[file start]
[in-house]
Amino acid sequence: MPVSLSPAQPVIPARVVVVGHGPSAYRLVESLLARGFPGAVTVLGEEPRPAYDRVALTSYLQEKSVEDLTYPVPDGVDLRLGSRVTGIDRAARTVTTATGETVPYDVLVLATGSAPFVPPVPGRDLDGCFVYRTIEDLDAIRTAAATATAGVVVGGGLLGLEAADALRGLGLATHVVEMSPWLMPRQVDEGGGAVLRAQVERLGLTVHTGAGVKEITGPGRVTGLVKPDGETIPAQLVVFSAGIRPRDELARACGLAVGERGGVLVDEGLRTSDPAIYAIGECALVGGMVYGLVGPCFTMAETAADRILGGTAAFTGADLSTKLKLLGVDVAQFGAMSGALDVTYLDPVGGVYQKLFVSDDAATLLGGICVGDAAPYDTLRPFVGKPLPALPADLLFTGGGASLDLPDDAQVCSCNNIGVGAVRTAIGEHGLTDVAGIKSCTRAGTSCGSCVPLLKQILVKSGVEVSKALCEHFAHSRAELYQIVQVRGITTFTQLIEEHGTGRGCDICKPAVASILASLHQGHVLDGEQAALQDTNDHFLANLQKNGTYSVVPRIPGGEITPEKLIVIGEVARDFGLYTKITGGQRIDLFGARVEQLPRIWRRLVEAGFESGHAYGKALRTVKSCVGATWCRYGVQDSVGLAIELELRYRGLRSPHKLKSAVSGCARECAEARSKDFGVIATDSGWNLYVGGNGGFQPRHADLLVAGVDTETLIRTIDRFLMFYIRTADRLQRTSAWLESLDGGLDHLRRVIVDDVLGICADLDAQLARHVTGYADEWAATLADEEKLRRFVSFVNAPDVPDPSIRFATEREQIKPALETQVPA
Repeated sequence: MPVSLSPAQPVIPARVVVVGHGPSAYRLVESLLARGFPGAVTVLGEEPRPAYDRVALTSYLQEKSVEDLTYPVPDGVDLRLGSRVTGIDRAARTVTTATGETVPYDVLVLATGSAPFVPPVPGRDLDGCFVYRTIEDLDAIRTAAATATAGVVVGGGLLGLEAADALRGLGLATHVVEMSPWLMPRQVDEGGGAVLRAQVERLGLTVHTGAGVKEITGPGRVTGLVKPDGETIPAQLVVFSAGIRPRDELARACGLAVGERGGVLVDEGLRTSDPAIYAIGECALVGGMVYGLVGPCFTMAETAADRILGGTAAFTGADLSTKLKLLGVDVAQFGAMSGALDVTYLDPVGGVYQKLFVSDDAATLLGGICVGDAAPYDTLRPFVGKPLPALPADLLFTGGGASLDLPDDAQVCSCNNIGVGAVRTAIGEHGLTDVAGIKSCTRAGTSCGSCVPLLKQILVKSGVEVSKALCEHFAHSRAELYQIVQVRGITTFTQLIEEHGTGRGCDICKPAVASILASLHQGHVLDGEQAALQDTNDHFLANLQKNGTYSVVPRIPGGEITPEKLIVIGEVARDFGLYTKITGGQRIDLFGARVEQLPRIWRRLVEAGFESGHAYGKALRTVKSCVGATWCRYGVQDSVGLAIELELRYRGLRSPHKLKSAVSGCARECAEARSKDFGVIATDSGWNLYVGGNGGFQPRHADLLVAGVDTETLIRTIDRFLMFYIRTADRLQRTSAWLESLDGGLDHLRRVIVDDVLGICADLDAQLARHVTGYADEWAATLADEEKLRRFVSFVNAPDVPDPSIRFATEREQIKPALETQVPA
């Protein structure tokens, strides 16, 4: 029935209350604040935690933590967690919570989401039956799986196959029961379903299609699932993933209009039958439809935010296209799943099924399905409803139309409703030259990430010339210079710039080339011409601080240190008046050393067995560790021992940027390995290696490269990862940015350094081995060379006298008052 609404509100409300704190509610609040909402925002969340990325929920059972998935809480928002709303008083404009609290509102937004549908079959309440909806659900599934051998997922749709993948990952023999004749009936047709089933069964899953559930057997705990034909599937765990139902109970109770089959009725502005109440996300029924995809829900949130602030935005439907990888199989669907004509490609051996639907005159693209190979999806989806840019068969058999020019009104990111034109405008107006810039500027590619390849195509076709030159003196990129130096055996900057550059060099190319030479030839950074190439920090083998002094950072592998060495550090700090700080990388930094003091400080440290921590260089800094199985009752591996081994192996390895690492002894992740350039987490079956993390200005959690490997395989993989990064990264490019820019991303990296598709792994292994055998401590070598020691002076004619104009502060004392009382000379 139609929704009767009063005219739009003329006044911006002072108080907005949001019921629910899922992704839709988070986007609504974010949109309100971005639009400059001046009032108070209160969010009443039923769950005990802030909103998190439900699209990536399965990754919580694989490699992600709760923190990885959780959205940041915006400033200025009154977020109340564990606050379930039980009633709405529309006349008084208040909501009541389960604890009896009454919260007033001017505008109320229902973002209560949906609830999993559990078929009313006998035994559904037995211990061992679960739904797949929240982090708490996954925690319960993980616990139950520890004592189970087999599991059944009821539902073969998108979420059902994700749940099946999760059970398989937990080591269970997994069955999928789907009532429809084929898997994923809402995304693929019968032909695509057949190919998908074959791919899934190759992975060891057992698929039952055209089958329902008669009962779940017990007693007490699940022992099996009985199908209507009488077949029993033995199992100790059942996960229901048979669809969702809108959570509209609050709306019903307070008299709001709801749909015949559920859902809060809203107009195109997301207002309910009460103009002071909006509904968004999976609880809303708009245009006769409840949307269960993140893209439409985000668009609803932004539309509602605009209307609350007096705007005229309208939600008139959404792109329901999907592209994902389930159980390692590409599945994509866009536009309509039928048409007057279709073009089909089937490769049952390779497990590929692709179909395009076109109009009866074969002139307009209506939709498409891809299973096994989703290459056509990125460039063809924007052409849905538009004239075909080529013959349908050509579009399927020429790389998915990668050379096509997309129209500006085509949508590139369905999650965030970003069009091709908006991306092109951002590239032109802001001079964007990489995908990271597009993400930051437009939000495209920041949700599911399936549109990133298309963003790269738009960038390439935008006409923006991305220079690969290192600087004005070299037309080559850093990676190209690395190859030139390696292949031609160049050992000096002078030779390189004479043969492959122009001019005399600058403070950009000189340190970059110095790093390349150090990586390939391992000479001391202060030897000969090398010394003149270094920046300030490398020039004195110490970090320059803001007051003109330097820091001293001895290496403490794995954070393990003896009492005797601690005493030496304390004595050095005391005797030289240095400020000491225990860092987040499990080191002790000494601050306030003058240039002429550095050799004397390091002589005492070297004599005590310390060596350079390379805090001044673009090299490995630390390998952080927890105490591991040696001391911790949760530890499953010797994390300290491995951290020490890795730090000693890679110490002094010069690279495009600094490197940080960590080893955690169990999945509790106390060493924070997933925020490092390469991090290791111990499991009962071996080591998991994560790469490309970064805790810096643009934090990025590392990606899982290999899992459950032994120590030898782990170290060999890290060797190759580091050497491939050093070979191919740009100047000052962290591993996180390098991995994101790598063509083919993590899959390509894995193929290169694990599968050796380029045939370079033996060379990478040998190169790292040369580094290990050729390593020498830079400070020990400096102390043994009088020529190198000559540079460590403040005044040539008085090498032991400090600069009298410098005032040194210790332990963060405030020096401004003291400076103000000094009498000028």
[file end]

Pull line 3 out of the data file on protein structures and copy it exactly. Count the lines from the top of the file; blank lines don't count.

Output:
Repeated sequence: MPVSLSPAQPVIPARVVVVGHGPSAYRLVESLLARGFPGAVTVLGEEPRPAYDRVALTSYLQEKSVEDLTYPVPDGVDLRLGSRVTGIDRAARTVTTATGETVPYDVLVLATGSAPFVPPVPGRDLDGCFVYRTIEDLDAIRTAAATATAGVVVGGGLLGLEAADALRGLGLATHVVEMSPWLMPRQVDEGGGAVLRAQVERLGLTVHTGAGVKEITGPGRVTGLVKPDGETIPAQLVVFSAGIRPRDELARACGLAVGERGGVLVDEGLRTSDPAIYAIGECALVGGMVYGLVGPCFTMAETAADRILGGTAAFTGADLSTKLKLLGVDVAQFGAMSGALDVTYLDPVGGVYQKLFVSDDAATLLGGICVGDAAPYDTLRPFVGKPLPALPADLLFTGGGASLDLPDDAQVCSCNNIGVGAVRTAIGEHGLTDVAGIKSCTRAGTSCGSCVPLLKQILVKSGVEVSKALCEHFAHSRAELYQIVQVRGITTFTQLIEEHGTGRGCDICKPAVASILASLHQGHVLDGEQAALQDTNDHFLANLQKNGTYSVVPRIPGGEITPEKLIVIGEVARDFGLYTKITGGQRIDLFGARVEQLPRIWRRLVEAGFESGHAYGKALRTVKSCVGATWCRYGVQDSVGLAIELELRYRGLRSPHKLKSAVSGCARECAEARSKDFGVIATDSGWNLYVGGNGGFQPRHADLLVAGVDTETLIRTIDRFLMFYIRTADRLQRTSAWLESLDGGLDHLRRVIVDDVLGICADLDAQLARHVTGYADEWAATLADEEKLRRFVSFVNAPDVPDPSIRFATEREQIKPALETQVPA